To transfer tiles via parallel cable, one requires another machine with actual parallel port. We found that USB to parallel solutions would not work. Somoene on the Atari Portfolio facebook group reported that he cobbled up a hardware solution himself that acted as a wifi-to-parallel solution, with which he could push files to the wifi-to-parallel host using curl.

During the developent of our demo, we used an old laptop running linux that we could use as a base station to remote copy files to and remotely issue transferring of files to the portfolio. For the actual transfer we used transfolio.

Additionally, to do quick cycletimes, Harekiet suggested to do a implementation of the Atari Portfolio VDP in assembly, so I could run the code in Dosbox. So we implemented the VDP statemachine for display (Im sure its not completely covered...). In turn by abstracting the out dx,al by a macro out_dx_al, which implementation depends on definition DOS being defined or not, I could assemble 2 versions of the same code, one that targetted the portfolio, and one that targetted DOSBOX. In this matter a quick code > assemble > test cycle could be done, which is especially useful when you are learning a new assembly language and system. There is also a Portfolio debugger available; but the above approach allows you to use the DOSBOX debugger.

We didnt implement sound for DOSBOX, simply because DOSBOX is by no means cycle accurate with regards to the portfolio, specially considering my very naive DOS emulation of the Atari portfolio VDP.

The sources to the Atari Portfolio display emulation are found here[REF TODO!]

Modding the hardware

The hardware has been around for a while, so various mods have been done for and to this machine.

One of the more common hardware mods for that Atari porfolio is the backlight mod, sold by backlight4you. Soldergirl/Stephanie Rausch made a wonderful youtube tutorial. Recording video from an Atari Portfolio without backlight turned out to be hard. In order to see the screen well, it ought to be properly lighted; which in turn cause a lot of reflection on the glossy Pofo screen. Therefore we recorded Nucleus from a portfolio with backlight mod, because it may not be the best experience in real life; we found it to provide the best quality when recorded.

Another mod we did to make the recording, was to add an audio jack to the portfolio speaker. That way we could capture the speaker output directly and merge this with the video, rather than having to record the sound indirectly from the weak speaker.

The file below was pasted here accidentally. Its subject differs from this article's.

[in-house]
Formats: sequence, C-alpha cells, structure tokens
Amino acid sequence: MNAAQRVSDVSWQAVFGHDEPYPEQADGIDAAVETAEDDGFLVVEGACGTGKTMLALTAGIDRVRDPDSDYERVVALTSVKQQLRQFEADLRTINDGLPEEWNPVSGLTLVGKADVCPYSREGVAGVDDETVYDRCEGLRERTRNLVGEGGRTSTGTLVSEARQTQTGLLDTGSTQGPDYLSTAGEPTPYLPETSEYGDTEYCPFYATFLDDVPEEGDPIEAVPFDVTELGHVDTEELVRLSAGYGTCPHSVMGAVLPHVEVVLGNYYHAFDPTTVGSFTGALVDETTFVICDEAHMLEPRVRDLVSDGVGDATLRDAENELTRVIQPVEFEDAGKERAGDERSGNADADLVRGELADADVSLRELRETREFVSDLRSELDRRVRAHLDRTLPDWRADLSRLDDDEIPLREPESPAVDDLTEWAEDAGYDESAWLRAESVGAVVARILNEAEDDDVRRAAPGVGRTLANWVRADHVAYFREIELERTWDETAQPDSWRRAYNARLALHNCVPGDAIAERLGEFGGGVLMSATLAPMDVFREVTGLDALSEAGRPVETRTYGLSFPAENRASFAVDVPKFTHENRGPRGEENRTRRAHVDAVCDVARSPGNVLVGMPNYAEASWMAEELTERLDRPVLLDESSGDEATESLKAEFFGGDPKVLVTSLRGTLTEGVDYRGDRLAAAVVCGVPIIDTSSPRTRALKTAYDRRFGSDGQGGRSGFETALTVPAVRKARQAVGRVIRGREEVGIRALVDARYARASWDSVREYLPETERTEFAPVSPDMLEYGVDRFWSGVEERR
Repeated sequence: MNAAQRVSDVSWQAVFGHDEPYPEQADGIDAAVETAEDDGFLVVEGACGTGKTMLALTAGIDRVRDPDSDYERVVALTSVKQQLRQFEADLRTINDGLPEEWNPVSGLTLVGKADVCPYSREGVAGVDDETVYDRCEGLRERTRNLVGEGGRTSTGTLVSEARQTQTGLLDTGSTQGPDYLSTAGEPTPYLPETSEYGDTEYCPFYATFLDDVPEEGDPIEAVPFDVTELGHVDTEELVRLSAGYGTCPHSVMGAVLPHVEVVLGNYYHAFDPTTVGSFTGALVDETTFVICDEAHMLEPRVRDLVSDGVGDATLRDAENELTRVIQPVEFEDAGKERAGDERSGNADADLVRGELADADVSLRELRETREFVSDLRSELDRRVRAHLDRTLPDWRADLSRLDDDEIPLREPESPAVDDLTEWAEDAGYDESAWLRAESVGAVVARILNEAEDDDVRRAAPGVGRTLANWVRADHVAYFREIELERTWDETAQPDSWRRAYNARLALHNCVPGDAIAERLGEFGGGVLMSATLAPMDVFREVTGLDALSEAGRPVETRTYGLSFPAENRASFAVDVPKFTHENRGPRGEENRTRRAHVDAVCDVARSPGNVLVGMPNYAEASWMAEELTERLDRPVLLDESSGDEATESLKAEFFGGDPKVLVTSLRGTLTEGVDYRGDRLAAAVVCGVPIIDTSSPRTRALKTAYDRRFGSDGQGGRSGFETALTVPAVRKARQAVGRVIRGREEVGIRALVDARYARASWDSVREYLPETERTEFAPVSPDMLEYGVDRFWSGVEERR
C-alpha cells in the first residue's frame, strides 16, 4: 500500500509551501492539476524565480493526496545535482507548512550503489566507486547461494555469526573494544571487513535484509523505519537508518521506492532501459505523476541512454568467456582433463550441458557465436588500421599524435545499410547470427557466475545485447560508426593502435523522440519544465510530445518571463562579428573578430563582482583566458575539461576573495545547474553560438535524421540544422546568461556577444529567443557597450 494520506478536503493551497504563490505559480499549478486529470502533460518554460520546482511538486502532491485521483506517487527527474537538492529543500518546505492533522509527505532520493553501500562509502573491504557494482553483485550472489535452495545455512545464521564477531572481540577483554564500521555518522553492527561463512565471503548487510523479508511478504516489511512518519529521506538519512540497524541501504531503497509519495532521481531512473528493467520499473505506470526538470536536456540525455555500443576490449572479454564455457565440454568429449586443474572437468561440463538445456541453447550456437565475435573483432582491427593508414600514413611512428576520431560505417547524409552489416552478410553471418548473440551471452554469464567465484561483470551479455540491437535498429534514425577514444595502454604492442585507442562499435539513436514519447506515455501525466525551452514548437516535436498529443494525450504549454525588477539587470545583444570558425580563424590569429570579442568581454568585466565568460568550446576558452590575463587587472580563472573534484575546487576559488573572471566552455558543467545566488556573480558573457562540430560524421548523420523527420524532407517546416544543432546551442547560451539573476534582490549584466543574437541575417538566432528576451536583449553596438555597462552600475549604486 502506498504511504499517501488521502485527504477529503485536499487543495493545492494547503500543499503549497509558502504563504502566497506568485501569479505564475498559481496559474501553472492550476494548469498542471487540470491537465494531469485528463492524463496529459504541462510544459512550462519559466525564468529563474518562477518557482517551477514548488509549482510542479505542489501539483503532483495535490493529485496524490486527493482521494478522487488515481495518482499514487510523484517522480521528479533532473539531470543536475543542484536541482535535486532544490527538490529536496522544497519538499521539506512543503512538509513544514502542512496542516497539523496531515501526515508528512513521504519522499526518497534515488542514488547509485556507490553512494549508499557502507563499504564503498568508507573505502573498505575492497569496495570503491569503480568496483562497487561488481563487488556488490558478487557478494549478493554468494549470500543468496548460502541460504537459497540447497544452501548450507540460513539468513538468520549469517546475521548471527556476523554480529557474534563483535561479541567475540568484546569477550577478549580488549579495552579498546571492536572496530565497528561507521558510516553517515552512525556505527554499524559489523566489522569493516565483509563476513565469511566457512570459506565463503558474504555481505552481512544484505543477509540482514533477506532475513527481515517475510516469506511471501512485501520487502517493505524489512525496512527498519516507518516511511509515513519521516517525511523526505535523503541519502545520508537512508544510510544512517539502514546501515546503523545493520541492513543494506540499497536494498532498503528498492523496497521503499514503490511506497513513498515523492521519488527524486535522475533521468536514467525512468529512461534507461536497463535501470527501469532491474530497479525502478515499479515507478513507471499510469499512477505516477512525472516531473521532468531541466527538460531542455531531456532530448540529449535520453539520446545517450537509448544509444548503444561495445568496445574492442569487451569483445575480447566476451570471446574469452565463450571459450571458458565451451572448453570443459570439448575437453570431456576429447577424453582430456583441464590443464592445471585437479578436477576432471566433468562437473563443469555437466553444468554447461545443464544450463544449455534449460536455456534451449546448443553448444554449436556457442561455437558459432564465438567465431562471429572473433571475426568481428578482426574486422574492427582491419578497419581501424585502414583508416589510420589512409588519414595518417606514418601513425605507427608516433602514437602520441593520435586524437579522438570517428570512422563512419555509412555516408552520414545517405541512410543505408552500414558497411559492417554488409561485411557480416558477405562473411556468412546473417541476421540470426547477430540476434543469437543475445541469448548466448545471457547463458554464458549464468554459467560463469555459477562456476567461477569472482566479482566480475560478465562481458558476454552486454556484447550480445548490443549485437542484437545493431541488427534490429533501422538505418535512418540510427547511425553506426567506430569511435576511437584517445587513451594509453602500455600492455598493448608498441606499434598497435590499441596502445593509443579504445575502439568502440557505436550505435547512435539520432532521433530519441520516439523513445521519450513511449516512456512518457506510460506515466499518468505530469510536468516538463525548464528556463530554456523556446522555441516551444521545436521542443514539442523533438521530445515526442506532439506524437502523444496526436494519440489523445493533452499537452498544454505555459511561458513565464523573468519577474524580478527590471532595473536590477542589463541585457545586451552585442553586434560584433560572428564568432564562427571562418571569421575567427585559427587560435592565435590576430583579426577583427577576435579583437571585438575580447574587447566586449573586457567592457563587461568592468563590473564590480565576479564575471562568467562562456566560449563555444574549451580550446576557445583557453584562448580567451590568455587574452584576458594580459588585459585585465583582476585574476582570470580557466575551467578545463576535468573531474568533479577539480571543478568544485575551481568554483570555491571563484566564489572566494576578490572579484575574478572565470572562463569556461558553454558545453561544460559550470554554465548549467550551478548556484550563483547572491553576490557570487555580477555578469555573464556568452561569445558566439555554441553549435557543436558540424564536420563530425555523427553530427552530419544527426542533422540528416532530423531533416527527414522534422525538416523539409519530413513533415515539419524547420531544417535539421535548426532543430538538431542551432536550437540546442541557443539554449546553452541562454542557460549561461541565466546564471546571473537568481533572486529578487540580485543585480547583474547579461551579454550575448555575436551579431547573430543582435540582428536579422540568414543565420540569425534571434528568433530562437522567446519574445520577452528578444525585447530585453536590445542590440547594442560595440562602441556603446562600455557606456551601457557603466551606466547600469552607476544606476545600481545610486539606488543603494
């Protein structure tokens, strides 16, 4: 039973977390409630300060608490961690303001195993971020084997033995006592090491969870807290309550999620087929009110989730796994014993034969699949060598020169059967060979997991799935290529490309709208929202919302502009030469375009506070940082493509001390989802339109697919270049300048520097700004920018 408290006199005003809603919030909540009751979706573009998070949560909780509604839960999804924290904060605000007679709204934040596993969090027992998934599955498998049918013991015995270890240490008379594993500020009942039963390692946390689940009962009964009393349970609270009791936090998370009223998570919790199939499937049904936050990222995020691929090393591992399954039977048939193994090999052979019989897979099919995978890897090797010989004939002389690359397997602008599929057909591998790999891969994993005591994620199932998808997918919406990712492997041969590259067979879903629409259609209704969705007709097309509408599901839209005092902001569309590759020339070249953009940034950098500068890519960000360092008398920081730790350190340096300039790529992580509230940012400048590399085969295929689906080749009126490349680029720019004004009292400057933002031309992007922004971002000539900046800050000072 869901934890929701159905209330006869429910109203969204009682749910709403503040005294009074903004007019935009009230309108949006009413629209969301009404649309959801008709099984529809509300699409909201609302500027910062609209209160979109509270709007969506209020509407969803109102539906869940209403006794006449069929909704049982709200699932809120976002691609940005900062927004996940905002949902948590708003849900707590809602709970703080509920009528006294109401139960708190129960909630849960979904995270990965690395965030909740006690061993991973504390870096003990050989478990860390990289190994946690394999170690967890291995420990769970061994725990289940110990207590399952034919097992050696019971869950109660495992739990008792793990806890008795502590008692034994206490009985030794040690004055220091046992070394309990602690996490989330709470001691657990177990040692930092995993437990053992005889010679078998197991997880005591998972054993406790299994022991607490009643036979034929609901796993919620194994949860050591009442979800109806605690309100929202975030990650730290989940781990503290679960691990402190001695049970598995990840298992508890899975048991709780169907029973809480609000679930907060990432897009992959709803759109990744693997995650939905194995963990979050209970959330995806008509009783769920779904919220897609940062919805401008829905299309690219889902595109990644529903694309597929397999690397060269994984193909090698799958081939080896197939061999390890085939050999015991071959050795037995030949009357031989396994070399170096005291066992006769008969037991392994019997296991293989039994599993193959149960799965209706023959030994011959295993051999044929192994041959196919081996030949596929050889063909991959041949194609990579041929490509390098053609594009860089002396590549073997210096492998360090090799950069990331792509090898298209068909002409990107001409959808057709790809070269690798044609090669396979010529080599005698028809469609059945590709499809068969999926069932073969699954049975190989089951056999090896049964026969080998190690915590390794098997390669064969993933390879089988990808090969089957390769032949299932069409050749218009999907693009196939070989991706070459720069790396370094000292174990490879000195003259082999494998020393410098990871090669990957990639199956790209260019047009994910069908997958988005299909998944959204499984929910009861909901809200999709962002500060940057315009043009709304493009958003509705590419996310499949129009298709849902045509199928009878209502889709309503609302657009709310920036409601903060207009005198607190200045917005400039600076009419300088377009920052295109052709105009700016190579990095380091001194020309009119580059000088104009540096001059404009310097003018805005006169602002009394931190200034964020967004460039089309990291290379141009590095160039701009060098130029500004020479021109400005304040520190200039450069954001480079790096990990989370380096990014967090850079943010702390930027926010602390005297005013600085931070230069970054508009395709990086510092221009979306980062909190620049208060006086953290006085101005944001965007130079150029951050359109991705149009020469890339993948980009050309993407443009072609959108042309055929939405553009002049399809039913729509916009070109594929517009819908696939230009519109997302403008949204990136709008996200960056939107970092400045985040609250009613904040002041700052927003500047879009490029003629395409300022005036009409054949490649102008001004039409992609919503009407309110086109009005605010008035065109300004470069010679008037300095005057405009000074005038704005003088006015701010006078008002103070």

A few more mods that are available on the Portfolio are increased oscillator speed, effectively boosting the CPU clock; and upgrading the memory, I believe up to a size of 640kb or so.

The effects

A writeup would probably not be complete without some small mention about the effects, so here's a short recount:

Pin Identification

This effect is an ode to the cult status of the Atari Portfolio. John Conner uses the Atari Portfolio to hack an atm in the Terminator 2 movie. So we wanted to start off with this. The effect is done in textmode, and the last line we keep rewriting the string data, without doing a linefeed. This is the first demo since Motus where all SMFX members contributed to, plus getting together again phyisically at a party; so good times ensured, bitches! :).

Nucleus 3d

Why save the best for last :). This features 3d object rotation using exponential/logatirthmic tables using a DDA linedraw rout. The 3d code and linedrawing is done in an offscreen buffer of 9*64 bytes buffer (72x64 pixels), which is then copied to screen each frame. Becuase the VDC is slow, and cannot be written to directly, the merging of the background and the backdrop mask (used to make the object more visible) is done while writing to screen. General approach is to make sure the buffer contains the background and mask, such that the linedraw can be or'ed in. The following code is the innerloop to draw to screen:

; di contains the 3d object buffer
; si contains the image background
; bp contains the object mask
    mov al,[di]         ;12     ;get byte from buffer (bg-mask+oject)       
    out_dx_al           ;       ;write byte to screen
    lodsb               ;12     ;background byte
    and al,[bp]         ;12     ;background-mask byte 
    stosb               ;12     ;write to buffer
    inc bp              ;4      ;increase pointer


Not too sure what to write about it. This is just some variation of an offset effect. Nothing much else really. Since Dekadence did this type of effect on the wonderswan, we wanted to do it for the Portfolio too.


The twister is the first piece of code that tries to exploit the slow decay of pixels being turned off. The twister effect is your usual prerendered twister segments which are then conviently picked per scanline to make the twister effect. To exploit the pixel decay, two different twister sources datas are used, alternating each frame. This results in some pixels remaining black, and some pixels alternating. The latter resulting in a sort of greyscale colour.